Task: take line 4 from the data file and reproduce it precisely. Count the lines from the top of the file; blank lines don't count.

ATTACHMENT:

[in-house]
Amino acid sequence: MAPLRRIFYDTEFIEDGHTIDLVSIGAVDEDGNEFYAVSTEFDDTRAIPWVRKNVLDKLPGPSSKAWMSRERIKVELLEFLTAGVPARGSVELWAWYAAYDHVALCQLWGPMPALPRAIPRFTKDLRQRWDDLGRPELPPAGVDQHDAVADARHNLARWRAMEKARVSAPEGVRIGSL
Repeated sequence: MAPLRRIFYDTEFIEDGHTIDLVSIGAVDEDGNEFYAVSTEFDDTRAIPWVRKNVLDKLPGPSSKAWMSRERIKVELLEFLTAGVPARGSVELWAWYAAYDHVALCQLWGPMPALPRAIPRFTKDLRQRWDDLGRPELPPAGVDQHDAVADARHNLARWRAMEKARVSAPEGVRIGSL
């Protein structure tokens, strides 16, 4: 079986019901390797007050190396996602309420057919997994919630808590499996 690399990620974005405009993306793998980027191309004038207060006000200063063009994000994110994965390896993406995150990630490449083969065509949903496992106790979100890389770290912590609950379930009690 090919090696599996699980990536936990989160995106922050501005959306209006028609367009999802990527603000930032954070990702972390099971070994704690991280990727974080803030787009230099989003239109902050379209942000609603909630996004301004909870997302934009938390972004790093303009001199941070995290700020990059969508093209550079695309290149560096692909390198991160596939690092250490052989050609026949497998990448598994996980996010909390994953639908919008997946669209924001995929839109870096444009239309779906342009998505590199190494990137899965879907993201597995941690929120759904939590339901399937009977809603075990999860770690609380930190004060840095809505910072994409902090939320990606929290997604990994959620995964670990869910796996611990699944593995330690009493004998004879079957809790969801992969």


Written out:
């Protein structure tokens, strides 16, 4: 079986019901390797007050190396996602309420057919997994919630808590499996 690399990620974005405009993306793998980027191309004038207060006000200063063009994000994110994965390896993406995150990630490449083969065509949903496992106790979100890389770290912590609950379930009690 090919090696599996699980990536936990989160995106922050501005959306209006028609367009999802990527603000930032954070990702972390099971070994704690991280990727974080803030787009230099989003239109902050379209942000609603909630996004301004909870997302934009938390972004790093303009001199941070995290700020990059969508093209550079695309290149560096692909390198991160596939690092250490052989050609026949497998990448598994996980996010909390994953639908919008997946669209924001995929839109870096444009239309779906342009998505590199190494990137899965879907993201597995941690929120759904939590339901399937009977809603075990999860770690609380930190004060840095809505910072994409902090939320990606929290997604990994959620995964670990869910796996611990699944593995330690009493004998004879079957809790969801992969």